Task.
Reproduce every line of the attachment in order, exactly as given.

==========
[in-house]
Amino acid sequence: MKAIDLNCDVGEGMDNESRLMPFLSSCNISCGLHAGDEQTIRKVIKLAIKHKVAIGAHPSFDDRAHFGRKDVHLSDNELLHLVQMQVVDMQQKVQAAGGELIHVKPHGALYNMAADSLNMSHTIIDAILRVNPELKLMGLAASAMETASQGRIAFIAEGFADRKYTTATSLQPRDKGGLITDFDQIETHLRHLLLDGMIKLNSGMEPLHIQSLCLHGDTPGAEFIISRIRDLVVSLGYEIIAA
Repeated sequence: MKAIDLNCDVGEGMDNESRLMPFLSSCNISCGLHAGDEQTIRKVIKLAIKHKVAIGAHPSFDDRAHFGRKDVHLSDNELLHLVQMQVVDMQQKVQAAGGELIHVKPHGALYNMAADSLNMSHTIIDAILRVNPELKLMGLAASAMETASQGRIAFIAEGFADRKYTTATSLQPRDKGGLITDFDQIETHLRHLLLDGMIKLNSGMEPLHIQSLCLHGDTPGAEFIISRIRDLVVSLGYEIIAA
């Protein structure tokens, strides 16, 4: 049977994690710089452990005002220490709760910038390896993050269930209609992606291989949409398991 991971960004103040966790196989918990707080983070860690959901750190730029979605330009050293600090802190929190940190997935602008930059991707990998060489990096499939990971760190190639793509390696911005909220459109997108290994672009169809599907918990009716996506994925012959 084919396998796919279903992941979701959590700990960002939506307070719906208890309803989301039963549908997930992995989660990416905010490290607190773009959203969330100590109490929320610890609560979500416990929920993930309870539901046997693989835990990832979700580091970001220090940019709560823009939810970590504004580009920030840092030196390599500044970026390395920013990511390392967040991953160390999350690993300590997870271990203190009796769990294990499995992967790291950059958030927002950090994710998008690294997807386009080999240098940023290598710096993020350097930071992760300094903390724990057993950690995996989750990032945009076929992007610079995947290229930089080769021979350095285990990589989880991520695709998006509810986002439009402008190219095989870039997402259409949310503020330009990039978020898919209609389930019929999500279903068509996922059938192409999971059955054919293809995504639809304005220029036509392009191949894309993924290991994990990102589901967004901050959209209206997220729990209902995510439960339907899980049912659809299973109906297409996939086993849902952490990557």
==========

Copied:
[in-house]
Amino acid sequence: MKAIDLNCDVGEGMDNESRLMPFLSSCNISCGLHAGDEQTIRKVIKLAIKHKVAIGAHPSFDDRAHFGRKDVHLSDNELLHLVQMQVVDMQQKVQAAGGELIHVKPHGALYNMAADSLNMSHTIIDAILRVNPELKLMGLAASAMETASQGRIAFIAEGFADRKYTTATSLQPRDKGGLITDFDQIETHLRHLLLDGMIKLNSGMEPLHIQSLCLHGDTPGAEFIISRIRDLVVSLGYEIIAA
Repeated sequence: MKAIDLNCDVGEGMDNESRLMPFLSSCNISCGLHAGDEQTIRKVIKLAIKHKVAIGAHPSFDDRAHFGRKDVHLSDNELLHLVQMQVVDMQQKVQAAGGELIHVKPHGALYNMAADSLNMSHTIIDAILRVNPELKLMGLAASAMETASQGRIAFIAEGFADRKYTTATSLQPRDKGGLITDFDQIETHLRHLLLDGMIKLNSGMEPLHIQSLCLHGDTPGAEFIISRIRDLVVSLGYEIIAA
């Protein structure tokens, strides 16, 4: 049977994690710089452990005002220490709760910038390896993050269930209609992606291989949409398991 991971960004103040966790196989918990707080983070860690959901750190730029979605330009050293600090802190929190940190997935602008930059991707990998060489990096499939990971760190190639793509390696911005909220459109997108290994672009169809599907918990009716996506994925012959 084919396998796919279903992941979701959590700990960002939506307070719906208890309803989301039963549908997930992995989660990416905010490290607190773009959203969330100590109490929320610890609560979500416990929920993930309870539901046997693989835990990832979700580091970001220090940019709560823009939810970590504004580009920030840092030196390599500044970026390395920013990511390392967040991953160390999350690993300590997870271990203190009796769990294990499995992967790291950059958030927002950090994710998008690294997807386009080999240098940023290598710096993020350097930071992760300094903390724990057993950690995996989750990032945009076929992007610079995947290229930089080769021979350095285990990589989880991520695709998006509810986002439009402008190219095989870039997402259409949310503020330009990039978020898919209609389930019929999500279903068509996922059938192409999971059955054919293809995504639809304005220029036509392009191949894309993924290991994990990102589901967004901050959209209206997220729990209902995510439960339907899980049912659809299973109906297409996939086993849902952490990557």